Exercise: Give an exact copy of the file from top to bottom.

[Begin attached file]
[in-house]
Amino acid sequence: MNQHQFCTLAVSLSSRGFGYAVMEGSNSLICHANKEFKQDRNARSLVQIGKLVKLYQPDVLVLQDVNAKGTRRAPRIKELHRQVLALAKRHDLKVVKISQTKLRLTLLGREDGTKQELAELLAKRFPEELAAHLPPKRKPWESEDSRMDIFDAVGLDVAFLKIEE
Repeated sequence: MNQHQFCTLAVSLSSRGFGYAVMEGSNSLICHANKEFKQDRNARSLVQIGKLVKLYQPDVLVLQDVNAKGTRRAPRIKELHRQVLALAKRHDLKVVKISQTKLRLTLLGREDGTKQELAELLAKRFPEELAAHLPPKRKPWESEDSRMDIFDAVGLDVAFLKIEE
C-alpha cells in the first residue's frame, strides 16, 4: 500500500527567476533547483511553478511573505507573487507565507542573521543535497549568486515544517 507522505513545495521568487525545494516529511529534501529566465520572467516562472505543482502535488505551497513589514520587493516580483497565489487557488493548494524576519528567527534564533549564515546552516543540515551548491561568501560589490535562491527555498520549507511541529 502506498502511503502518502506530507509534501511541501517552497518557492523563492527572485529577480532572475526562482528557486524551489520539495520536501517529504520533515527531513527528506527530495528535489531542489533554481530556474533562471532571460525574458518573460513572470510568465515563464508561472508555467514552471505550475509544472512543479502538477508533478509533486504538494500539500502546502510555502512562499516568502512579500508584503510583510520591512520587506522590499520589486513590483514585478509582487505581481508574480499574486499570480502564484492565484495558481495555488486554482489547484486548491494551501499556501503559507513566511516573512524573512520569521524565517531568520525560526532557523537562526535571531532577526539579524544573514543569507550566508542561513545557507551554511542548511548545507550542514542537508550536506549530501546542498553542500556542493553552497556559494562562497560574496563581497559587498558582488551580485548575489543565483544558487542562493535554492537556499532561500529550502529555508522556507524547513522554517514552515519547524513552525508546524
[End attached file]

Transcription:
[in-house]
Amino acid sequence: MNQHQFCTLAVSLSSRGFGYAVMEGSNSLICHANKEFKQDRNARSLVQIGKLVKLYQPDVLVLQDVNAKGTRRAPRIKELHRQVLALAKRHDLKVVKISQTKLRLTLLGREDGTKQELAELLAKRFPEELAAHLPPKRKPWESEDSRMDIFDAVGLDVAFLKIEE
Repeated sequence: MNQHQFCTLAVSLSSRGFGYAVMEGSNSLICHANKEFKQDRNARSLVQIGKLVKLYQPDVLVLQDVNAKGTRRAPRIKELHRQVLALAKRHDLKVVKISQTKLRLTLLGREDGTKQELAELLAKRFPEELAAHLPPKRKPWESEDSRMDIFDAVGLDVAFLKIEE
C-alpha cells in the first residue's frame, strides 16, 4: 500500500527567476533547483511553478511573505507573487507565507542573521543535497549568486515544517 507522505513545495521568487525545494516529511529534501529566465520572467516562472505543482502535488505551497513589514520587493516580483497565489487557488493548494524576519528567527534564533549564515546552516543540515551548491561568501560589490535562491527555498520549507511541529 502506498502511503502518502506530507509534501511541501517552497518557492523563492527572485529577480532572475526562482528557486524551489520539495520536501517529504520533515527531513527528506527530495528535489531542489533554481530556474533562471532571460525574458518573460513572470510568465515563464508561472508555467514552471505550475509544472512543479502538477508533478509533486504538494500539500502546502510555502512562499516568502512579500508584503510583510520591512520587506522590499520589486513590483514585478509582487505581481508574480499574486499570480502564484492565484495558481495555488486554482489547484486548491494551501499556501503559507513566511516573512524573512520569521524565517531568520525560526532557523537562526535571531532577526539579524544573514543569507550566508542561513545557507551554511542548511548545507550542514542537508550536506549530501546542498553542500556542493553552497556559494562562497560574496563581497559587498558582488551580485548575489543565483544558487542562493535554492537556499532561500529550502529555508522556507524547513522554517514552515519547524513552525508546524